JUULing: What Parents Need to Know About the Latest Teen Trend
Mar 15, 2018
If you are the parent of a middle or high school student, you know there’s a new trend every month, if not more often. Recently, JUULs (pronounced like jewels) and JUULing have become all the rage. You may have heard your teen or your teen’s friends talking about it, seen the hashtag #doit4juul on their social media, or noticed a few of what you thought were flash drives laying around their room.
JUUL is a brand of e-cigarettes that has a unique small, sleek appearance – it looks like a USB flash drive. It emits less vapor than traditional e-cigarettes and often smells sweet, making it the perfect choice for a teen trying to hide his e-cigarette use from parents and teachers. The JUUL charges on a laptop or other USB port and the disposable pods of nicotine juice come in fruity, mint, and sweet flavors, in addition to regular cigarette flavors like tobacco and menthol. Each JUUL pod contains the same amount of nicotine as a whole pack of cigarettes.
Teens are often drawn to e-cigarettes because they seem like a safer alternative to traditional smoking – many believe they’re just inhaling flavors with no bad or addictive chemicals. But no e-cigarette product should be considered safe and most contain nicotine. Like all e-cigarettes, they should only be sold to people age 18 years and older, however, many teens find ways around this.
The developing teenage brain is vulnerable and prone to addiction. Nicotine, which is in almost all e-cigarettes, including JUULs, is highly addictive – many people who have used hard drugs say nicotine is the hardest to give up – and it has negative health impacts, especially for teens. It may impact their academic performance, make them more prone to respiratory symptoms, and more likely to smoke regular cigarettes.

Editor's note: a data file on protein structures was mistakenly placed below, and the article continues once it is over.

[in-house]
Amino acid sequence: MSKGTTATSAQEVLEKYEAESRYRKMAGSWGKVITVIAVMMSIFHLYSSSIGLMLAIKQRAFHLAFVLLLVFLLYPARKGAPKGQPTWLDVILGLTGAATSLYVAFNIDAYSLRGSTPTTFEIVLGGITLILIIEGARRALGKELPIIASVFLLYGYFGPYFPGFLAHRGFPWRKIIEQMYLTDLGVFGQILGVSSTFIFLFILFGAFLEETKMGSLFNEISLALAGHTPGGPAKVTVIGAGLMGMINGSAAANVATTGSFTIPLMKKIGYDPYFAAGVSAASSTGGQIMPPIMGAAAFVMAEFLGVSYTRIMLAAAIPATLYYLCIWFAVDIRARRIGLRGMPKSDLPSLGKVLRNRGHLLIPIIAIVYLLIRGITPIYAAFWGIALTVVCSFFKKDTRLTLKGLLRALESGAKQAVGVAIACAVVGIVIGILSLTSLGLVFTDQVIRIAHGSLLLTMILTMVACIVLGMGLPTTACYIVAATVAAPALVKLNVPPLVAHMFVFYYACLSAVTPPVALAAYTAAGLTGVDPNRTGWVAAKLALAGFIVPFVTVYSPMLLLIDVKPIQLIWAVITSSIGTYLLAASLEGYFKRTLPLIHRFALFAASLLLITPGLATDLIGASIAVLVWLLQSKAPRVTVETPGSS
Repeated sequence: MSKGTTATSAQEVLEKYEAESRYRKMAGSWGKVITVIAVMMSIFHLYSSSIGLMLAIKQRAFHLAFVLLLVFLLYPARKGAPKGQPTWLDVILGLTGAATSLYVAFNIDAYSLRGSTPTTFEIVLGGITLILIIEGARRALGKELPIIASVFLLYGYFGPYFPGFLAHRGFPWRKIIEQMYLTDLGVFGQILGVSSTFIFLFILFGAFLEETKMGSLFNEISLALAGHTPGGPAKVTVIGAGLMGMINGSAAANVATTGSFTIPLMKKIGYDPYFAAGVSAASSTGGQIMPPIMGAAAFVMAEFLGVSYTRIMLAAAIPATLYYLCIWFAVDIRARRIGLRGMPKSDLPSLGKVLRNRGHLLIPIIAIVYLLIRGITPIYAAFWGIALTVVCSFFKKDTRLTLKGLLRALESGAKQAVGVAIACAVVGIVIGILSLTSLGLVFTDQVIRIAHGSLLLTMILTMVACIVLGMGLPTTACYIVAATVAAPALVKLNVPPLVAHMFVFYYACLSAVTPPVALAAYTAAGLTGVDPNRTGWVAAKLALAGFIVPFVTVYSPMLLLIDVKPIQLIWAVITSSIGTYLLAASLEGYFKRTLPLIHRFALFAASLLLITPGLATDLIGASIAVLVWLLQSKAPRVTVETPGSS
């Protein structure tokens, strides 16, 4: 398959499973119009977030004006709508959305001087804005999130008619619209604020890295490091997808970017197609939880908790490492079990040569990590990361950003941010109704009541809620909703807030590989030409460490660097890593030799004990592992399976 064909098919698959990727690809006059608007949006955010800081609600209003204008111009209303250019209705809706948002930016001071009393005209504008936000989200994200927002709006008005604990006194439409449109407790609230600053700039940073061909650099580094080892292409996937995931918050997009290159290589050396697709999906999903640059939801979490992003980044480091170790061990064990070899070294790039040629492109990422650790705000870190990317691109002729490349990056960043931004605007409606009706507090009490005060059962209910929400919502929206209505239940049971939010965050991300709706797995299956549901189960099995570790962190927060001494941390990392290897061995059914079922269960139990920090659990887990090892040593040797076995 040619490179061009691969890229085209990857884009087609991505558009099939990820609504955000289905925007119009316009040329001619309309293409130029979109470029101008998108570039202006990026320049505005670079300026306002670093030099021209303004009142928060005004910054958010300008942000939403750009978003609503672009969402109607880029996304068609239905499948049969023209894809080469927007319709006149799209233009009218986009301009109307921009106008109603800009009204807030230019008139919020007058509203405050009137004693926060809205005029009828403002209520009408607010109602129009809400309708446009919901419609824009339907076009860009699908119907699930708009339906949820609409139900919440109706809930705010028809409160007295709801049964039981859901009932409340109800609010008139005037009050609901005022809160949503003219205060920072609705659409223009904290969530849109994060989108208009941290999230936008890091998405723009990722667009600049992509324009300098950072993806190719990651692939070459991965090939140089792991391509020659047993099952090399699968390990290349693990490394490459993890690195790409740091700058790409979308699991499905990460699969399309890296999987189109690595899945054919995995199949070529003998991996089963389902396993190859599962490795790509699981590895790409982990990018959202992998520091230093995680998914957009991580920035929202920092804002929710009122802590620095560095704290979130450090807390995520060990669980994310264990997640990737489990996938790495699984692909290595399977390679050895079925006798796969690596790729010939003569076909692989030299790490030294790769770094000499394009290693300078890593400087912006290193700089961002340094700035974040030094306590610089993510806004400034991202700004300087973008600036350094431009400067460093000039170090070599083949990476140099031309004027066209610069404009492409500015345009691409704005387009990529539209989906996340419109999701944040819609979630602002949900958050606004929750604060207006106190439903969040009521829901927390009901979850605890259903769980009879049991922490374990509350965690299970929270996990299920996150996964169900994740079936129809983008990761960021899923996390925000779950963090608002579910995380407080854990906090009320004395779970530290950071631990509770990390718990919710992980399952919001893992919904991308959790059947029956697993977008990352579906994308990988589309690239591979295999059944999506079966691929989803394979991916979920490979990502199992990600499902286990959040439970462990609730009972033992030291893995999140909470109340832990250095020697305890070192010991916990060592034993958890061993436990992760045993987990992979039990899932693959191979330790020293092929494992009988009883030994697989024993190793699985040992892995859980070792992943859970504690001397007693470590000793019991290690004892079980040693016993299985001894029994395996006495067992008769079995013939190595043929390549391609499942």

Talk to your teens about e-cigarettes, whether you think they’re using them or not. Ask if they’ve heard about JUULing. Be informative but not condescending. Tell them about the serious health risks and, if they are using any type of e-cigarette, tell them how you feel about it and work with them to find healthier hobbies and activities.
If your teen isn’t concerned about his own safety, let him know you’re concerned about his younger sibling, cousin, neighbor, or family friend getting into them and being poisoned. Teens may try to hide JUULs, and young children want nothing more than to get into things they shouldn’t. Children also look up to and respect their older peers. If young children see a teen vaping, they may want to try it.
Families with children younger than 6 years old who use JUULs or other e-cigarettes should take precautions to keep kids safer. Liquid nicotine needs to be treated like any other poison in the home. If you vape, store vaping supplies – especially refill containers – up, away, and out of sight, preferably in a locked location. Don’t leave them lying around on the coffee table, in the cup holder in your car, or in your purse. Kids are curious and can get into trouble quickly with liquid nicotine. Save the national Poison Help Line number (1-800-222-1222) in your cell phone and post it near your home phones.
Laura Dattner is a research writer in the Center for Injury Research and Policy. With both a health communications and public health background, she works to translate pediatric injury research into meaningful, accurate messages which motivate the public to make positive behavior changes.
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